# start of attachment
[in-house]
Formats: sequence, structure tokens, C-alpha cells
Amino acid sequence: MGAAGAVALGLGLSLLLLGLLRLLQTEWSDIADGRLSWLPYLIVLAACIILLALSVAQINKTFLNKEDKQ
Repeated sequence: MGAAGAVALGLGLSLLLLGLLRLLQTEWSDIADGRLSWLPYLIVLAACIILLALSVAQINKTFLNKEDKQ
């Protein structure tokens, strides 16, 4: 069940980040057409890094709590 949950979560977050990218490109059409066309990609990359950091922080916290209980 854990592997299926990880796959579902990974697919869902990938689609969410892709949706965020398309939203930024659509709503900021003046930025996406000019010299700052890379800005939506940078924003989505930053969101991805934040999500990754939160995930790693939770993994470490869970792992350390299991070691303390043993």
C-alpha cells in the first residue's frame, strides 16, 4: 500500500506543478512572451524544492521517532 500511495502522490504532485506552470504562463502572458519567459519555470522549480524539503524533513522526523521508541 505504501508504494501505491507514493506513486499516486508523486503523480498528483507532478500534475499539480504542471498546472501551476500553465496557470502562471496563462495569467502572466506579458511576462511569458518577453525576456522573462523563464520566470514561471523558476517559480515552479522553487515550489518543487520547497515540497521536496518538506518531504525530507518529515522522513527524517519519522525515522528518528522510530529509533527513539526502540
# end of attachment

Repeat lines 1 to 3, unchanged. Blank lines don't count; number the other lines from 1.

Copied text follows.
[in-house]
Formats: sequence, structure tokens, C-alpha cells
Amino acid sequence: MGAAGAVALGLGLSLLLLGLLRLLQTEWSDIADGRLSWLPYLIVLAACIILLALSVAQINKTFLNKEDKQ